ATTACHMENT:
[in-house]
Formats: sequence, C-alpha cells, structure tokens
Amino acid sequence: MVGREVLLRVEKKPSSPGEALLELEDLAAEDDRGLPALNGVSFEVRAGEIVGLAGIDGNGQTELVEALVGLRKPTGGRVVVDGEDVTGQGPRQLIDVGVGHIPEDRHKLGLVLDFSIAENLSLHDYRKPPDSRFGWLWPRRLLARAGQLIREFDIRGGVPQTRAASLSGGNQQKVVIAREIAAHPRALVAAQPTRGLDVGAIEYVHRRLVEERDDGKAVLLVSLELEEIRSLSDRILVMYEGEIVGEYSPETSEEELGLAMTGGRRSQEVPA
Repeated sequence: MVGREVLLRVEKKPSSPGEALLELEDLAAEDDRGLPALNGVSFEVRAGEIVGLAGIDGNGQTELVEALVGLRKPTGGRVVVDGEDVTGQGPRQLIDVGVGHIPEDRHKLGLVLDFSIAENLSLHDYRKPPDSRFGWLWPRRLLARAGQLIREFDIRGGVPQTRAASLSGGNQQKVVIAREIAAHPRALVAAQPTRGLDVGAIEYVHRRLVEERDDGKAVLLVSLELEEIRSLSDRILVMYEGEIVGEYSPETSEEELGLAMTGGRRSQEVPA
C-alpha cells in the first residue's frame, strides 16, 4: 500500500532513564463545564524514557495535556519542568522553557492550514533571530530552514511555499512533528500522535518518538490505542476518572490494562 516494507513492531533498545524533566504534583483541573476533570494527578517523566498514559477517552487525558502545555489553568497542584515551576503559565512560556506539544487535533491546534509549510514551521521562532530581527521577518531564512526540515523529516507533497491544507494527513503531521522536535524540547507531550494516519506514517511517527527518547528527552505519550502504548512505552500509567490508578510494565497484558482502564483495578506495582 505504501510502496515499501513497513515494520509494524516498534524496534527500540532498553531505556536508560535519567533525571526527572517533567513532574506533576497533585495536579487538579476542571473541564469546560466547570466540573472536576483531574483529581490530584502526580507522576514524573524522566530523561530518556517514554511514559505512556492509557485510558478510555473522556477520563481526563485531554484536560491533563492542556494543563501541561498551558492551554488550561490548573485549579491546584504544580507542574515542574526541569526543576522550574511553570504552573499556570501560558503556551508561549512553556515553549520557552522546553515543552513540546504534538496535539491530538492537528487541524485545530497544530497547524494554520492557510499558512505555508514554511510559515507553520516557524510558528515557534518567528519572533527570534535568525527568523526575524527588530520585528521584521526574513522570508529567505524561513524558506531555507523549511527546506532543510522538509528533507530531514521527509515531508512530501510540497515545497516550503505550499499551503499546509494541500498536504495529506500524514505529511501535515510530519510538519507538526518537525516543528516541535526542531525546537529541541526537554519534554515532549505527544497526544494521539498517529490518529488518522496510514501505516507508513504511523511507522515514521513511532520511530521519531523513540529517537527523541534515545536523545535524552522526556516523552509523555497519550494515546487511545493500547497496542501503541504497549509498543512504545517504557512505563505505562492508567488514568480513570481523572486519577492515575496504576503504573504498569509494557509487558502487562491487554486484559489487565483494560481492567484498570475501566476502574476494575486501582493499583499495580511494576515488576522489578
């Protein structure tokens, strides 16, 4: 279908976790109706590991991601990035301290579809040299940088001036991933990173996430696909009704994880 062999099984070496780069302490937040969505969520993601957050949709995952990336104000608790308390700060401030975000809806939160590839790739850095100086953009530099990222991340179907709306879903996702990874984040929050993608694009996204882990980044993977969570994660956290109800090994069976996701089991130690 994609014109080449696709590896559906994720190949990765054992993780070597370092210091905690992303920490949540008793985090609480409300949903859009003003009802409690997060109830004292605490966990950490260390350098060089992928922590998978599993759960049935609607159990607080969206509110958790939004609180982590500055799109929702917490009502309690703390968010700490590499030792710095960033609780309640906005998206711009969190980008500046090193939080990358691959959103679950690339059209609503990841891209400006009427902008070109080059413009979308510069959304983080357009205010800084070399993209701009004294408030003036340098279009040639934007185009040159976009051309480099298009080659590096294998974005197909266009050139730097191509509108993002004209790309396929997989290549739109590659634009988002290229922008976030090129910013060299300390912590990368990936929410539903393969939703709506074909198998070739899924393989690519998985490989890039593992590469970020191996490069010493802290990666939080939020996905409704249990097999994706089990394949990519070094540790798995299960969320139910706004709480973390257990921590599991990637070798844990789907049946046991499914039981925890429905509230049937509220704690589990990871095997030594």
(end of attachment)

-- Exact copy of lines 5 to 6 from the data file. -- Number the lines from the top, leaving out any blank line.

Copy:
C-alpha cells in the first residue's frame, strides 16, 4: 500500500532513564463545564524514557495535556519542568522553557492550514533571530530552514511555499512533528500522535518518538490505542476518572490494562 516494507513492531533498545524533566504534583483541573476533570494527578517523566498514559477517552487525558502545555489553568497542584515551576503559565512560556506539544487535533491546534509549510514551521521562532530581527521577518531564512526540515523529516507533497491544507494527513503531521522536535524540547507531550494516519506514517511517527527518547528527552505519550502504548512505552500509567490508578510494565497484558482502564483495578506495582 505504501510502496515499501513497513515494520509494524516498534524496534527500540532498553531505556536508560535519567533525571526527572517533567513532574506533576497533585495536579487538579476542571473541564469546560466547570466540573472536576483531574483529581490530584502526580507522576514524573524522566530523561530518556517514554511514559505512556492509557485510558478510555473522556477520563481526563485531554484536560491533563492542556494543563501541561498551558492551554488550561490548573485549579491546584504544580507542574515542574526541569526543576522550574511553570504552573499556570501560558503556551508561549512553556515553549520557552522546553515543552513540546504534538496535539491530538492537528487541524485545530497544530497547524494554520492557510499558512505555508514554511510559515507553520516557524510558528515557534518567528519572533527570534535568525527568523526575524527588530520585528521584521526574513522570508529567505524561513524558506531555507523549511527546506532543510522538509528533507530531514521527509515531508512530501510540497515545497516550503505550499499551503499546509494541500498536504495529506500524514505529511501535515510530519510538519507538526518537525516543528516541535526542531525546537529541541526537554519534554515532549505527544497526544494521539498517529490518529488518522496510514501505516507508513504511523511507522515514521513511532520511530521519531523513540529517537527523541534515545536523545535524552522526556516523552509523555497519550494515546487511545493500547497496542501503541504497549509498543512504545517504557512505563505505562492508567488514568480513570481523572486519577492515575496504576503504573504498569509494557509487558502487562491487554486484559489487565483494560481492567484498570475501566476502574476494575486501582493499583499495580511494576515488576522489578
């Protein structure tokens, strides 16, 4: 279908976790109706590991991601990035301290579809040299940088001036991933990173996430696909009704994880 062999099984070496780069302490937040969505969520993601957050949709995952990336104000608790308390700060401030975000809806939160590839790739850095100086953009530099990222991340179907709306879903996702990874984040929050993608694009996204882990980044993977969570994660956290109800090994069976996701089991130690 994609014109080449696709590896559906994720190949990765054992993780070597370092210091905690992303920490949540008793985090609480409300949903859009003003009802409690997060109830004292605490966990950490260390350098060089992928922590998978599993759960049935609607159990607080969206509110958790939004609180982590500055799109929702917490009502309690703390968010700490590499030792710095960033609780309640906005998206711009969190980008500046090193939080990358691959959103679950690339059209609503990841891209400006009427902008070109080059413009979308510069959304983080357009205010800084070399993209701009004294408030003036340098279009040639934007185009040159976009051309480099298009080659590096294998974005197909266009050139730097191509509108993002004209790309396929997989290549739109590659634009988002290229922008976030090129910013060299300390912590990368990936929410539903393969939703709506074909198998070739899924393989690519998985490989890039593992590469970020191996490069010493802290990666939080939020996905409704249990097999994706089990394949990519070094540790798995299960969320139910706004709480973390257990921590599991990637070798844990789907049946046991499914039981925890429905509230049937509220704690589990990871095997030594």